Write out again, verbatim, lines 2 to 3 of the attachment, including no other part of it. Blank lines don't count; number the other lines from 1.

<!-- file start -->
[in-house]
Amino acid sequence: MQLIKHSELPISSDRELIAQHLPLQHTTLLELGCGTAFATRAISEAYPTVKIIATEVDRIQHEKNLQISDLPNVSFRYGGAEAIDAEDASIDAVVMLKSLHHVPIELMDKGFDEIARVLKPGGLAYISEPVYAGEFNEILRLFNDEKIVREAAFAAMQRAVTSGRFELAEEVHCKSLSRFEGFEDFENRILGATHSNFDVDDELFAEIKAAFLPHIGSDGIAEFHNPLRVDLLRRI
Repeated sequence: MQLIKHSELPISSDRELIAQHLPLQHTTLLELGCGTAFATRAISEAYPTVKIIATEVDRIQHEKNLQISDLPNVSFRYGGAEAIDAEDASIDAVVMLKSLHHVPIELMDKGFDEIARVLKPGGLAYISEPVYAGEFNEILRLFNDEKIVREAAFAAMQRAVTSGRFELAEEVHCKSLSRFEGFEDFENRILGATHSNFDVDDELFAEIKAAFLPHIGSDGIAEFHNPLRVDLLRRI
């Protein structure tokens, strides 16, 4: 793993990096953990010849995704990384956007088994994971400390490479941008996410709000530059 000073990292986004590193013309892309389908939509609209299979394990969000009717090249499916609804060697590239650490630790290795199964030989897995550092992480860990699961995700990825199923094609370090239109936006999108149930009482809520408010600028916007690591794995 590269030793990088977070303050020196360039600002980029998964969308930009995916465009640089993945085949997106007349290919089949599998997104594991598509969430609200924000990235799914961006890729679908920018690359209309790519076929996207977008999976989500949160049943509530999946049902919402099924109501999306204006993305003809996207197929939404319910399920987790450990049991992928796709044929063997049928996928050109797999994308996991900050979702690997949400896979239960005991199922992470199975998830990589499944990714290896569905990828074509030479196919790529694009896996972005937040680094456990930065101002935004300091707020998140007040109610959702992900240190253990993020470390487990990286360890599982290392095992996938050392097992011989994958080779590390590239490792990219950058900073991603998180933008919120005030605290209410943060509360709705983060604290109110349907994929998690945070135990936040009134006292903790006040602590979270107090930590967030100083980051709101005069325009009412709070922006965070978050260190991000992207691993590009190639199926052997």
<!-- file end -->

Amino acid sequence: MQLIKHSELPISSDRELIAQHLPLQHTTLLELGCGTAFATRAISEAYPTVKIIATEVDRIQHEKNLQISDLPNVSFRYGGAEAIDAEDASIDAVVMLKSLHHVPIELMDKGFDEIARVLKPGGLAYISEPVYAGEFNEILRLFNDEKIVREAAFAAMQRAVTSGRFELAEEVHCKSLSRFEGFEDFENRILGATHSNFDVDDELFAEIKAAFLPHIGSDGIAEFHNPLRVDLLRRI
Repeated sequence: MQLIKHSELPISSDRELIAQHLPLQHTTLLELGCGTAFATRAISEAYPTVKIIATEVDRIQHEKNLQISDLPNVSFRYGGAEAIDAEDASIDAVVMLKSLHHVPIELMDKGFDEIARVLKPGGLAYISEPVYAGEFNEILRLFNDEKIVREAAFAAMQRAVTSGRFELAEEVHCKSLSRFEGFEDFENRILGATHSNFDVDDELFAEIKAAFLPHIGSDGIAEFHNPLRVDLLRRI